British Columbia’s 2024 construction outlook ‘surprisingly robust’ : ICBA

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CaDCR staff writer

Construction contractors in British Columbia say 2024 could be busier than 2023, despite labour shortages, supply chain and red tape issues, according to results of the latest Wage and Benefits Survey from the Independent Contractors and Businesses Association (ICBA).

“Construction is dynamic, fast-paced, and rewarding – people wake up every day and go to a job site to build everything around us, creating inspiring legacies that shape our communities and the way we will live for generations,” said ICBA President Chris Gardner. “It’s a message we have to convey to young people in a more convincing way than we have in the past.”

Despite record levels of immigration, B.C. builders flag labour shortages (79 per cent of contractors say there aren’t enough skilled workers), as a major challenge.

“Fewer than 2 per cent of permanent immigrants entering Canada pursue a construction trade, so as a country we are failing to identify the gaps in our economy and recruiting people to move to Canada with the skills to fill those gaps – we have to do better and quickly,” Gardner said.

ICBA employers reporting that the average construction hourly wage will grow 5% this year, and another 6 per cent in 2025. In 2025, the industry’s average hourly wage – before any bonuses, benefits, profit-sharing or overtime – will reach $37.51, or about $78,000 annually.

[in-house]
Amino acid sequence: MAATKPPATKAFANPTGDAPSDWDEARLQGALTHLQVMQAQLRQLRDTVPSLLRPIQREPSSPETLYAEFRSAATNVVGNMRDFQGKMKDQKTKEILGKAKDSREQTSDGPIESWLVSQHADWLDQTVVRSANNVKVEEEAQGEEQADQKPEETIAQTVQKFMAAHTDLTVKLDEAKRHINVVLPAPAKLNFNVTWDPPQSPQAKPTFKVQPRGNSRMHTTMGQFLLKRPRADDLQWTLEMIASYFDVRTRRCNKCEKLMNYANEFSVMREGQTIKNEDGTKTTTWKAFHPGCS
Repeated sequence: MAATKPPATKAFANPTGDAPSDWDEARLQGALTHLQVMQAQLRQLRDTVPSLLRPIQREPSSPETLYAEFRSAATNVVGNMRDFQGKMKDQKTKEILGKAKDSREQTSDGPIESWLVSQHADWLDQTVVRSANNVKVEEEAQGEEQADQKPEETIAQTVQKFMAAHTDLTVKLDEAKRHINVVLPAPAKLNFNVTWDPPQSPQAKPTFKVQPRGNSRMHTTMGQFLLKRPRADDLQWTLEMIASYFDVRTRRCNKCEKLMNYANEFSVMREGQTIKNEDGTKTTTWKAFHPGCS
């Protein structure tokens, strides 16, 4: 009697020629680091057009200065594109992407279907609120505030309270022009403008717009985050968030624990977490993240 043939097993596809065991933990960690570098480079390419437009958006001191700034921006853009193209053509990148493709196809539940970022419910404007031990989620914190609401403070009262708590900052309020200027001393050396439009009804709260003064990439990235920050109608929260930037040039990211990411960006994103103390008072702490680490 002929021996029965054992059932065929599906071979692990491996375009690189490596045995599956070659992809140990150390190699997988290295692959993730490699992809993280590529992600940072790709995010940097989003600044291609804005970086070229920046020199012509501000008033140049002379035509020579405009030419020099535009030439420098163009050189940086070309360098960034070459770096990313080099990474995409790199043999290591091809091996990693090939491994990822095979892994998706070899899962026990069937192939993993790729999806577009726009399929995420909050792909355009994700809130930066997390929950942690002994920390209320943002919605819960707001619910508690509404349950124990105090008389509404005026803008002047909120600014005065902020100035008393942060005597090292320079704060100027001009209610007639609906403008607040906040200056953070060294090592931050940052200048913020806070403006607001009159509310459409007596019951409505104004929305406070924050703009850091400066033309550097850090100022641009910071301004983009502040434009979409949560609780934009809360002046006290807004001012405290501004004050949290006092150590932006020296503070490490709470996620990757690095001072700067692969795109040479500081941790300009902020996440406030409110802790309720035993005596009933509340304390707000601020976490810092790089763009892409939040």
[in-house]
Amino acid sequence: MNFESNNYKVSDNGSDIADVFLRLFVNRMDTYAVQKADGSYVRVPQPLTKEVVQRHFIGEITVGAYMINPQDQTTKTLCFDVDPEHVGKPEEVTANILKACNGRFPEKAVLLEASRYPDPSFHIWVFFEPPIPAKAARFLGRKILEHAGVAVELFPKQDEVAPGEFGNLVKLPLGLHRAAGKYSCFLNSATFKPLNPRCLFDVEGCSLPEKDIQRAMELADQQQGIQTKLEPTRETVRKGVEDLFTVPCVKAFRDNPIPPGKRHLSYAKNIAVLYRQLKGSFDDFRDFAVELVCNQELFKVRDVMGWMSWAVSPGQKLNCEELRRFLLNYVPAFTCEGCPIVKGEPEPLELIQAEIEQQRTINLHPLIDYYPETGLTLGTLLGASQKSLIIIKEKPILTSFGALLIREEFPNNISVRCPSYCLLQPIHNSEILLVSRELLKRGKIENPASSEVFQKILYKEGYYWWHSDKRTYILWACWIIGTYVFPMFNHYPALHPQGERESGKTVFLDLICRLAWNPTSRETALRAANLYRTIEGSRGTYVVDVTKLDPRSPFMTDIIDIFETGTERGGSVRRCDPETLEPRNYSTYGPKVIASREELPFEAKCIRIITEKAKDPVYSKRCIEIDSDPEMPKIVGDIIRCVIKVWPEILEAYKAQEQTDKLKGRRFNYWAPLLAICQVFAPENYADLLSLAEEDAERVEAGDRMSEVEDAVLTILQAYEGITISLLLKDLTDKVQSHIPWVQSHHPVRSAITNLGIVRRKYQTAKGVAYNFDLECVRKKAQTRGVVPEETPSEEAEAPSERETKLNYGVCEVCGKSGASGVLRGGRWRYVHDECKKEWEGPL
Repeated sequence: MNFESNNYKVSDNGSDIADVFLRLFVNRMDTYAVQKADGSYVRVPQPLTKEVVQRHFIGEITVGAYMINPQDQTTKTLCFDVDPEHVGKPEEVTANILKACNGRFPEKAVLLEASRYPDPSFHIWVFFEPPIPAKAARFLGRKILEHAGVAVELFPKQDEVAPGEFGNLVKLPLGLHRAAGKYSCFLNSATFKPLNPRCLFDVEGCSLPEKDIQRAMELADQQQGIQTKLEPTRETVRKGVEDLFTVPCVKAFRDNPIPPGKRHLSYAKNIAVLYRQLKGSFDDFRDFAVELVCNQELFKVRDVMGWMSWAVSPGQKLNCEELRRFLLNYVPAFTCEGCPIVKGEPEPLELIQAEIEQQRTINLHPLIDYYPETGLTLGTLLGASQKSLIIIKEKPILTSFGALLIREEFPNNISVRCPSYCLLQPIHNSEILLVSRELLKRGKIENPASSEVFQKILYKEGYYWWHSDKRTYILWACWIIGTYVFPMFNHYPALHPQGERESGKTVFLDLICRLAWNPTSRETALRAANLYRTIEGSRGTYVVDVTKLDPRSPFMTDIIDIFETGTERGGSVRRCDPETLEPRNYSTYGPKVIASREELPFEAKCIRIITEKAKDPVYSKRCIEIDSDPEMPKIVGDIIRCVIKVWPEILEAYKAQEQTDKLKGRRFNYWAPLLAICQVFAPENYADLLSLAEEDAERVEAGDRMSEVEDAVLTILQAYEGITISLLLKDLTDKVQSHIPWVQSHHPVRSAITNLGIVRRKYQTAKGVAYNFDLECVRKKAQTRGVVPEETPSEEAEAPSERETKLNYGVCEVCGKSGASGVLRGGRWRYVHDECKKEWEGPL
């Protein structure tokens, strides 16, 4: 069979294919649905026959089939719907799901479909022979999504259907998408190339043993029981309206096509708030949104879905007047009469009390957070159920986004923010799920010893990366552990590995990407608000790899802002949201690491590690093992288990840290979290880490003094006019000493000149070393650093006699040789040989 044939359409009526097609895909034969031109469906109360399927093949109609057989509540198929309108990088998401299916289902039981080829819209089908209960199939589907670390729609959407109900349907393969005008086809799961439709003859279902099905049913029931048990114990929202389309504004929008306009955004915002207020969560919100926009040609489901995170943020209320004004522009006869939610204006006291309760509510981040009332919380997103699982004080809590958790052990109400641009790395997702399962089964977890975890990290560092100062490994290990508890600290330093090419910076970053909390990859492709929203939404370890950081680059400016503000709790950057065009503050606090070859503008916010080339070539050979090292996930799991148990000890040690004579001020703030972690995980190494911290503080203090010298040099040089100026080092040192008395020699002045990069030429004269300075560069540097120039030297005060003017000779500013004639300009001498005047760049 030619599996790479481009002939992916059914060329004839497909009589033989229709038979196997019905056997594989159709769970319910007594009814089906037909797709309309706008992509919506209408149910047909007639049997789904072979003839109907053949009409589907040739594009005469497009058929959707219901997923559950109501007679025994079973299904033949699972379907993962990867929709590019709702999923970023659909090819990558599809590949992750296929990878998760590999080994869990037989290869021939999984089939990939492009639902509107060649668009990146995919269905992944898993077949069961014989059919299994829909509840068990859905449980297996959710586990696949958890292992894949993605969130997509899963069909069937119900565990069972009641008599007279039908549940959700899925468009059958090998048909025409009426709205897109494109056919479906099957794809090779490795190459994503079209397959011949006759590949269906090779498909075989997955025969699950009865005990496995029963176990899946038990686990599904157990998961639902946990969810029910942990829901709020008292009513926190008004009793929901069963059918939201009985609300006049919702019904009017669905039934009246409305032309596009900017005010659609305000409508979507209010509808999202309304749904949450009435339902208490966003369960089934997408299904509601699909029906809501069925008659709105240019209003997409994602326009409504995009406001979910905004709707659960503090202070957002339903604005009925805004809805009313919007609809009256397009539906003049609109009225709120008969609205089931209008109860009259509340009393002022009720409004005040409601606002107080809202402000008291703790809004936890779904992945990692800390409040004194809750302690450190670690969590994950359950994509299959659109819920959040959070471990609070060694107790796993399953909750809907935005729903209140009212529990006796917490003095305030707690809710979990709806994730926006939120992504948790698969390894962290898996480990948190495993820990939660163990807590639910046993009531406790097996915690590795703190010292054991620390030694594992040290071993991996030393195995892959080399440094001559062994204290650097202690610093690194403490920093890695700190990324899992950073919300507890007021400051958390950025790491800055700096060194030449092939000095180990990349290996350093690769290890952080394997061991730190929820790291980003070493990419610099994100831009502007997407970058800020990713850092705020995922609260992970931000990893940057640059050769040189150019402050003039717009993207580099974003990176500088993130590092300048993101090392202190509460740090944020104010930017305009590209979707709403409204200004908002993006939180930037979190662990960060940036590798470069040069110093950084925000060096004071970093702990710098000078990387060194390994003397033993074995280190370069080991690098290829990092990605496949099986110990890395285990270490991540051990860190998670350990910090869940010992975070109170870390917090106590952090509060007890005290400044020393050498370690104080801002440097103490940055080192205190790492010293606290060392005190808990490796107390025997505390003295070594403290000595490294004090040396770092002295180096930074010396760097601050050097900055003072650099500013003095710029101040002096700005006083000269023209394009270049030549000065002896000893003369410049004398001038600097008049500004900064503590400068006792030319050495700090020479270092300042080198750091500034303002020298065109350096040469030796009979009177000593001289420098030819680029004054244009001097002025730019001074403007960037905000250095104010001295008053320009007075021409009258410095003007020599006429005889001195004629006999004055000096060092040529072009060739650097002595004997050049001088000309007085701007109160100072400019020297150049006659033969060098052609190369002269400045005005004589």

Other major issues include supply chain constraints (62% say they are experiencing supply delays), and government red tape (only 4% say government is on the right track in dealing with them) cited as major drags on their work – and this is driving up costs and impeding the efforts to tackle housing affordability.

“We have not moved the needle on housing supply for the past 50 years – we are building fewer homes today than we did in 1972. Reams of new regulations and convoluted approval processes have choked the supply we need to keep home prices affordable for first time homebuyers and young families,” Gardner said. “All three levels of government need to stop the finger-pointing and working at cross-purposes, and collaborate meaningfully to fast track housing, cut red tape, and put in place practical policies that will make a real difference for home buyers.”

The ICBA Wage and Benefits Survey also noted:

  • Interior: 42 per cent of contractors expect more work in 2024 than last year; 83 per cent say they are short of workers.
  • North: 47 per cent of contractors expect more work in 2024 than last year; 88% say they are short of workers.
  • Vancouver Island: 32 per cent of contractors expect more work in 2024 than last year; 77 per cent say they are short of workers.
  • Lower Mainland: 50 per cent of contractors expect more work in 2024 than last year; 66 per cent say they are short of workers.

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